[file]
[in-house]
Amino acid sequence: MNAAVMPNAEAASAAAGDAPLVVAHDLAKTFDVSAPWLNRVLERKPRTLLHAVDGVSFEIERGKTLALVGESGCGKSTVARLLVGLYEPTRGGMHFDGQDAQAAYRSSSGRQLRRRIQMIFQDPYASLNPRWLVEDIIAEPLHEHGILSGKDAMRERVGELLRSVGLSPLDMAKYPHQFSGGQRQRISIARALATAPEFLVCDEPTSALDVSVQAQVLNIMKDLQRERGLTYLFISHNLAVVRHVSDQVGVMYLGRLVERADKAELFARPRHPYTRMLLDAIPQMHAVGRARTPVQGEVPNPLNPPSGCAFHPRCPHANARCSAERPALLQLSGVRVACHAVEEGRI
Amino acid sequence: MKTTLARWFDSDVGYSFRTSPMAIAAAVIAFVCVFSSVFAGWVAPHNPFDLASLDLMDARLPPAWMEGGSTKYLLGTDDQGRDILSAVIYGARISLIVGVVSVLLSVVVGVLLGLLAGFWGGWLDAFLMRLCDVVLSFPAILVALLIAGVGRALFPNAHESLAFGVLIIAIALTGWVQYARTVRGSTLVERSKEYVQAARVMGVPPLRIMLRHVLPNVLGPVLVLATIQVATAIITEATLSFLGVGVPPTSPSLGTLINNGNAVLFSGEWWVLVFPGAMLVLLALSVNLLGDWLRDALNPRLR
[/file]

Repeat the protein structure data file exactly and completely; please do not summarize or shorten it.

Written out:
[in-house]
Amino acid sequence: MNAAVMPNAEAASAAAGDAPLVVAHDLAKTFDVSAPWLNRVLERKPRTLLHAVDGVSFEIERGKTLALVGESGCGKSTVARLLVGLYEPTRGGMHFDGQDAQAAYRSSSGRQLRRRIQMIFQDPYASLNPRWLVEDIIAEPLHEHGILSGKDAMRERVGELLRSVGLSPLDMAKYPHQFSGGQRQRISIARALATAPEFLVCDEPTSALDVSVQAQVLNIMKDLQRERGLTYLFISHNLAVVRHVSDQVGVMYLGRLVERADKAELFARPRHPYTRMLLDAIPQMHAVGRARTPVQGEVPNPLNPPSGCAFHPRCPHANARCSAERPALLQLSGVRVACHAVEEGRI
Amino acid sequence: MKTTLARWFDSDVGYSFRTSPMAIAAAVIAFVCVFSSVFAGWVAPHNPFDLASLDLMDARLPPAWMEGGSTKYLLGTDDQGRDILSAVIYGARISLIVGVVSVLLSVVVGVLLGLLAGFWGGWLDAFLMRLCDVVLSFPAILVALLIAGVGRALFPNAHESLAFGVLIIAIALTGWVQYARTVRGSTLVERSKEYVQAARVMGVPPLRIMLRHVLPNVLGPVLVLATIQVATAIITEATLSFLGVGVPPTSPSLGTLINNGNAVLFSGEWWVLVFPGAMLVLLALSVNLLGDWLRDALNPRLR